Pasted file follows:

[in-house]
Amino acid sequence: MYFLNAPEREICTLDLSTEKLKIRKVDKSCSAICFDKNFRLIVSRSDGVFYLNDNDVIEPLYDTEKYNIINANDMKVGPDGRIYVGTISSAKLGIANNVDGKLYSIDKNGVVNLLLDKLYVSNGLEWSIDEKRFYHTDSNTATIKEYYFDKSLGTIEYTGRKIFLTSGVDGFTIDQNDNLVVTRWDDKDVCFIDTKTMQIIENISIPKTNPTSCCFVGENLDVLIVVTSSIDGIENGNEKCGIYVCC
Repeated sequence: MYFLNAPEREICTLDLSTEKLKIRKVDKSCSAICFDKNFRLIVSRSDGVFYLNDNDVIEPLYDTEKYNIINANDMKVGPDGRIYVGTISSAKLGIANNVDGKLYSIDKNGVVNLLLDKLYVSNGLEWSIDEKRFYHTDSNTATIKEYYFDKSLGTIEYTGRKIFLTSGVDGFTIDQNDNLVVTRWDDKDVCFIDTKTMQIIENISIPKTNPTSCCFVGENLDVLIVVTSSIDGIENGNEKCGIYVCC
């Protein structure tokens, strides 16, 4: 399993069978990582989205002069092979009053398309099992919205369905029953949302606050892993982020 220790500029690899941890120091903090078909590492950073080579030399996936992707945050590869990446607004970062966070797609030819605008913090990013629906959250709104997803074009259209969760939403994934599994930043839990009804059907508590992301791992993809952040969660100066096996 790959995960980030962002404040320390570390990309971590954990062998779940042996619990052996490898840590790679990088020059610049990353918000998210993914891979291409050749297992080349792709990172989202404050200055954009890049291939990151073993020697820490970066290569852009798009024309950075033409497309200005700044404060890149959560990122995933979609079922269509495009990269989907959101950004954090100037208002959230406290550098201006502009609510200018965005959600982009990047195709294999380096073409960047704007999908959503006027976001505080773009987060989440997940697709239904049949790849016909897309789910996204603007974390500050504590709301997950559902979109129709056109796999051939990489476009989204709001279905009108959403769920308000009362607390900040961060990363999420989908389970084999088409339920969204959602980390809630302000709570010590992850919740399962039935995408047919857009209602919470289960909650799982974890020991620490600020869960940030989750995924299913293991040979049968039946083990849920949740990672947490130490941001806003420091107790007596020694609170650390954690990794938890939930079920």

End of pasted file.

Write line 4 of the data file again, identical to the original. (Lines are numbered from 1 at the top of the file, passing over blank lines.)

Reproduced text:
């Protein structure tokens, strides 16, 4: 399993069978990582989205002069092979009053398309099992919205369905029953949302606050892993982020 220790500029690899941890120091903090078909590492950073080579030399996936992707945050590869990446607004970062966070797609030819605008913090990013629906959250709104997803074009259209969760939403994934599994930043839990009804059907508590992301791992993809952040969660100066096996 790959995960980030962002404040320390570390990309971590954990062998779940042996619990052996490898840590790679990088020059610049990353918000998210993914891979291409050749297992080349792709990172989202404050200055954009890049291939990151073993020697820490970066290569852009798009024309950075033409497309200005700044404060890149959560990122995933979609079922269509495009990269989907959101950004954090100037208002959230406290550098201006502009609510200018965005959600982009990047195709294999380096073409960047704007999908959503006027976001505080773009987060989440997940697709239904049949790849016909897309789910996204603007974390500050504590709301997950559902979109129709056109796999051939990489476009989204709001279905009108959403769920308000009362607390900040961060990363999420989908389970084999088409339920969204959602980390809630302000709570010590992850919740399962039935995408047919857009209602919470289960909650799982974890020991620490600020869960940030989750995924299913293991040979049968039946083990849920949740990672947490130490941001806003420091107790007596020694609170650390954690990794938890939930079920």